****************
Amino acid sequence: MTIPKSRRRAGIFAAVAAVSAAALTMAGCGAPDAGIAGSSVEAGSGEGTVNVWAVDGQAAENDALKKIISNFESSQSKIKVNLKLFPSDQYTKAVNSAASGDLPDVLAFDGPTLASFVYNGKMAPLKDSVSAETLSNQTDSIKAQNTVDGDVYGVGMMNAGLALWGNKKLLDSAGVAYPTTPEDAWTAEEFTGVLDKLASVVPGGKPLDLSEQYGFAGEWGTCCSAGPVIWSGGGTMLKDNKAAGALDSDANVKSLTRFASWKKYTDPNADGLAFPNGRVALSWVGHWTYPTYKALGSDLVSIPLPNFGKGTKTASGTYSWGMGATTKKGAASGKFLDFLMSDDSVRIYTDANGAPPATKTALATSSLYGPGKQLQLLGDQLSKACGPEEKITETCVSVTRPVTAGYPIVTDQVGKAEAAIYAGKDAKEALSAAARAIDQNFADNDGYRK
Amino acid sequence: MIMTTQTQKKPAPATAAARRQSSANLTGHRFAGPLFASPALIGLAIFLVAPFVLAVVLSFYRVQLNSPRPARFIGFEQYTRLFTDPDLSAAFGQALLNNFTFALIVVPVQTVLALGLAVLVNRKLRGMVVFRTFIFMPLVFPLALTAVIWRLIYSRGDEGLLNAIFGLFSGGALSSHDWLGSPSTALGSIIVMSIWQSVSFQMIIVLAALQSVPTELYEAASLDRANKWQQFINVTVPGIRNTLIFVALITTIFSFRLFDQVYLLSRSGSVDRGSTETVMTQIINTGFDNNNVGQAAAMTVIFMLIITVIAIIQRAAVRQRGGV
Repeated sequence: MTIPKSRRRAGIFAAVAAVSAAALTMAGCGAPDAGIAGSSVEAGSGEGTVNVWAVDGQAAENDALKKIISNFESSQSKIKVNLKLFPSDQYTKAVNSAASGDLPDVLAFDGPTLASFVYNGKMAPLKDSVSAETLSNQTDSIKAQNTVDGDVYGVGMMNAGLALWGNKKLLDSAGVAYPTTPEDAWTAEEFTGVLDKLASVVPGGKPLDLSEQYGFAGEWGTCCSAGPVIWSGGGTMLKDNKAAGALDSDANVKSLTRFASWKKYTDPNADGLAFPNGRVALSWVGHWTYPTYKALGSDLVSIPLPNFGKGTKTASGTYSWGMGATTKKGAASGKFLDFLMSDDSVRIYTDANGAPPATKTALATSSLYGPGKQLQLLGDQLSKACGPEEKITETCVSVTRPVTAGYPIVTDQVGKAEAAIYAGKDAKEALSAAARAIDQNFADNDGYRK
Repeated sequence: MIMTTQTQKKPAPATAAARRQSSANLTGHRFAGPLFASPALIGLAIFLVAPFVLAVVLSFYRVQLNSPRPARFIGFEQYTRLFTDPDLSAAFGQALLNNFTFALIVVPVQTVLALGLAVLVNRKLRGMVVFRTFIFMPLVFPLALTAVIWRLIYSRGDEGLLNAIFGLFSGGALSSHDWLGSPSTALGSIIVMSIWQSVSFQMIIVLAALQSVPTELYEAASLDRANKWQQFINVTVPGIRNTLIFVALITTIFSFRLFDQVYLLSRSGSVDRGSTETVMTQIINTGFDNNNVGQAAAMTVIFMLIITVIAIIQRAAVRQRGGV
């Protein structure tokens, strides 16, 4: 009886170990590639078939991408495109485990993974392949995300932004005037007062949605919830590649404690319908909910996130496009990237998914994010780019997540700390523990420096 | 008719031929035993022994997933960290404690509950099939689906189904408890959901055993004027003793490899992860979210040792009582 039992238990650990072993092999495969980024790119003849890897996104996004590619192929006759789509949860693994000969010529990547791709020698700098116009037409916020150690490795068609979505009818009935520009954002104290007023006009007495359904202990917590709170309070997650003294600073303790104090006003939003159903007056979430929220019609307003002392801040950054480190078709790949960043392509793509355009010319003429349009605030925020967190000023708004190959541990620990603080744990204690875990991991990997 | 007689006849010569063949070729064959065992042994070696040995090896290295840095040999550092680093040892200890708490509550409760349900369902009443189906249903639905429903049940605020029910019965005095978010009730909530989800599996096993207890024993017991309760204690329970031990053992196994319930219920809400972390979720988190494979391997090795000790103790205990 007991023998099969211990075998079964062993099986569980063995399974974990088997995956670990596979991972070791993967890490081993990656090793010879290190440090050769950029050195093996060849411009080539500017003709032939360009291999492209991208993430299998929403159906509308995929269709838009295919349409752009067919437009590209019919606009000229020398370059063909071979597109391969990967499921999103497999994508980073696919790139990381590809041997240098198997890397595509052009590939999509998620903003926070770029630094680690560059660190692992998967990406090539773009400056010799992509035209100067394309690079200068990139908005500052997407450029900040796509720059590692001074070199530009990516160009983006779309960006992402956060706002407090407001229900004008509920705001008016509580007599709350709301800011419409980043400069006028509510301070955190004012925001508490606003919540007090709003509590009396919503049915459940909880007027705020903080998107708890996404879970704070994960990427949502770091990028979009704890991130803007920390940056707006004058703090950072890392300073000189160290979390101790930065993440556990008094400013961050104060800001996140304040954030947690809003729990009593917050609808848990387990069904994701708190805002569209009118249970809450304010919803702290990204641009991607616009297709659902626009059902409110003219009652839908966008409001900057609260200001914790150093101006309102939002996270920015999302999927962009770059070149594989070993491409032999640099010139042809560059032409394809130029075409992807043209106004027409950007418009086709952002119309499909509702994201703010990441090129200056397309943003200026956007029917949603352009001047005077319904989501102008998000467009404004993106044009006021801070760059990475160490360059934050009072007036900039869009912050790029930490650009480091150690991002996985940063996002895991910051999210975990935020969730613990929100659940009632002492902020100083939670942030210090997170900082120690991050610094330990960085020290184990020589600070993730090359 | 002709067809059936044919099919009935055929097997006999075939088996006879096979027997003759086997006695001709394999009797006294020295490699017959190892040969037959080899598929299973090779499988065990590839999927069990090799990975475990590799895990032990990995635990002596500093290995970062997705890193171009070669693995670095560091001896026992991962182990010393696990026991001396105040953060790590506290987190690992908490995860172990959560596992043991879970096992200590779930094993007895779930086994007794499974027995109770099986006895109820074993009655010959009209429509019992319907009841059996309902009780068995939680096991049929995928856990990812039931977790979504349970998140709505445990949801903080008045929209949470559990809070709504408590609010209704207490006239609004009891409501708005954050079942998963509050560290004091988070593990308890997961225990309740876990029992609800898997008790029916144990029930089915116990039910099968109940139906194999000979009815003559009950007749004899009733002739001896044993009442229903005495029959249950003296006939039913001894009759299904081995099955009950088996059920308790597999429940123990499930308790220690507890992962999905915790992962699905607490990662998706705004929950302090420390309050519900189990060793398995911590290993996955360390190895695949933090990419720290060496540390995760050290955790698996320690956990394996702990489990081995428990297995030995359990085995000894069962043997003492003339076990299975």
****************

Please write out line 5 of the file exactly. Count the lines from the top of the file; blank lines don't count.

């Protein structure tokens, strides 16, 4: 009886170990590639078939991408495109485990993974392949995300932004005037007062949605919830590649404690319908909910996130496009990237998914994010780019997540700390523990420096 | 008719031929035993022994997933960290404690509950099939689906189904408890959901055993004027003793490899992860979210040792009582 039992238990650990072993092999495969980024790119003849890897996104996004590619192929006759789509949860693994000969010529990547791709020698700098116009037409916020150690490795068609979505009818009935520009954002104290007023006009007495359904202990917590709170309070997650003294600073303790104090006003939003159903007056979430929220019609307003002392801040950054480190078709790949960043392509793509355009010319003429349009605030925020967190000023708004190959541990620990603080744990204690875990991991990997 | 007689006849010569063949070729064959065992042994070696040995090896290295840095040999550092680093040892200890708490509550409760349900369902009443189906249903639905429903049940605020029910019965005095978010009730909530989800599996096993207890024993017991309760204690329970031990053992196994319930219920809400972390979720988190494979391997090795000790103790205990 007991023998099969211990075998079964062993099986569980063995399974974990088997995956670990596979991972070791993967890490081993990656090793010879290190440090050769950029050195093996060849411009080539500017003709032939360009291999492209991208993430299998929403159906509308995929269709838009295919349409752009067919437009590209019919606009000229020398370059063909071979597109391969990967499921999103497999994508980073696919790139990381590809041997240098198997890397595509052009590939999509998620903003926070770029630094680690560059660190692992998967990406090539773009400056010799992509035209100067394309690079200068990139908005500052997407450029900040796509720059590692001074070199530009990516160009983006779309960006992402956060706002407090407001229900004008509920705001008016509580007599709350709301800011419409980043400069006028509510301070955190004012925001508490606003919540007090709003509590009396919503049915459940909880007027705020903080998107708890996404879970704070994960990427949502770091990028979009704890991130803007920390940056707006004058703090950072890392300073000189160290979390101790930065993440556990008094400013961050104060800001996140304040954030947690809003729990009593917050609808848990387990069904994701708190805002569209009118249970809450304010919803702290990204641009991607616009297709659902626009059902409110003219009652839908966008409001900057609260200001914790150093101006309102939002996270920015999302999927962009770059070149594989070993491409032999640099010139042809560059032409394809130029075409992807043209106004027409950007418009086709952002119309499909509702994201703010990441090129200056397309943003200026956007029917949603352009001047005077319904989501102008998000467009404004993106044009006021801070760059990475160490360059934050009072007036900039869009912050790029930490650009480091150690991002996985940063996002895991910051999210975990935020969730613990929100659940009632002492902020100083939670942030210090997170900082120690991050610094330990960085020290184990020589600070993730090359 | 002709067809059936044919099919009935055929097997006999075939088996006879096979027997003759086997006695001709394999009797006294020295490699017959190892040969037959080899598929299973090779499988065990590839999927069990090799990975475990590799895990032990990995635990002596500093290995970062997705890193171009070669693995670095560091001896026992991962182990010393696990026991001396105040953060790590506290987190690992908490995860172990959560596992043991879970096992200590779930094993007895779930086994007794499974027995109770099986006895109820074993009655010959009209429509019992319907009841059996309902009780068995939680096991049929995928856990990812039931977790979504349970998140709505445990949801903080008045929209949470559990809070709504408590609010209704207490006239609004009891409501708005954050079942998963509050560290004091988070593990308890997961225990309740876990029992609800898997008790029916144990029930089915116990039910099968109940139906194999000979009815003559009950007749004899009733002739001896044993009442229903005495029959249950003296006939039913001894009759299904081995099955009950088996059920308790597999429940123990499930308790220690507890992962999905915790992962699905607490990662998706705004929950302090420390309050519900189990060793398995911590290993996955360390190895695949933090990419720290060496540390995760050290955790698996320690956990394996702990489990081995428990297995030995359990085995000894069962043997003492003339076990299975």